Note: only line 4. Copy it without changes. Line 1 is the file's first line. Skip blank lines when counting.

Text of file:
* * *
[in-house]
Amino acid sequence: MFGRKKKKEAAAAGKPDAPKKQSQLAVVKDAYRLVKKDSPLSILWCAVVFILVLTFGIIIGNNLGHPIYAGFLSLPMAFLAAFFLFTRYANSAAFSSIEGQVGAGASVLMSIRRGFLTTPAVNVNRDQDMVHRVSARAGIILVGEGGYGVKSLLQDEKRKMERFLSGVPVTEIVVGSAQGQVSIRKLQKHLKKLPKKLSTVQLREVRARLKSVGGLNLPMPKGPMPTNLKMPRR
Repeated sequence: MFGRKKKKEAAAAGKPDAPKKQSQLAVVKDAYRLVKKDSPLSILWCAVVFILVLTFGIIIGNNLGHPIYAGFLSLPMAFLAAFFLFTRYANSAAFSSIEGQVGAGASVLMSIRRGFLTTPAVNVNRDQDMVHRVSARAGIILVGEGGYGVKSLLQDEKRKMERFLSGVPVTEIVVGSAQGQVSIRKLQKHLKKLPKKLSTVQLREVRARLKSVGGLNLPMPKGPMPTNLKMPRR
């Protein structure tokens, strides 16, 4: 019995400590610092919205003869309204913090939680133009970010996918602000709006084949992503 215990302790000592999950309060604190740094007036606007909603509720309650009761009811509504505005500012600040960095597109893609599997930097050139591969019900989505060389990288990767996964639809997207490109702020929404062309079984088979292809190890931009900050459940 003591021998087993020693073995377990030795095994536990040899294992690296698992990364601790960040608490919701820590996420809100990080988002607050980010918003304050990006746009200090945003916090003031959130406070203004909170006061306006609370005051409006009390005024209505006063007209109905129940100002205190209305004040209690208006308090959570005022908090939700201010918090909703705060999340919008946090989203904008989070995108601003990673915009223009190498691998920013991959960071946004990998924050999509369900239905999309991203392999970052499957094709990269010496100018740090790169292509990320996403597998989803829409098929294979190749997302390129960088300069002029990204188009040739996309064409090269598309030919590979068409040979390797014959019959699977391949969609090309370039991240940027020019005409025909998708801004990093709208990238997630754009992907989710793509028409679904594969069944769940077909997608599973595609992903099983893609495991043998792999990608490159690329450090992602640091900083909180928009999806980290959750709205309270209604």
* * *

């Protein structure tokens, strides 16, 4: 019995400590610092919205003869309204913090939680133009970010996918602000709006084949992503 215990302790000592999950309060604190740094007036606007909603509720309650009761009811509504505005500012600040960095597109893609599997930097050139591969019900989505060389990288990767996964639809997207490109702020929404062309079984088979292809190890931009900050459940 003591021998087993020693073995377990030795095994536990040899294992690296698992990364601790960040608490919701820590996420809100990080988002607050980010918003304050990006746009200090945003916090003031959130406070203004909170006061306006609370005051409006009390005024209505006063007209109905129940100002205190209305004040209690208006308090959570005022908090939700201010918090909703705060999340919008946090989203904008989070995108601003990673915009223009190498691998920013991959960071946004990998924050999509369900239905999309991203392999970052499957094709990269010496100018740090790169292509990320996403597998989803829409098929294979190749997302390129960088300069002029990204188009040739996309064409090269598309030919590979068409040979390797014959019959699977391949969609090309370039991240940027020019005409025909998708801004990093709208990238997630754009992907989710793509028409679904594969069944769940077909997608599973595609992903099983893609495991043998792999990608490159690329450090992602640091900083909180928009999806980290959750709205309270209604």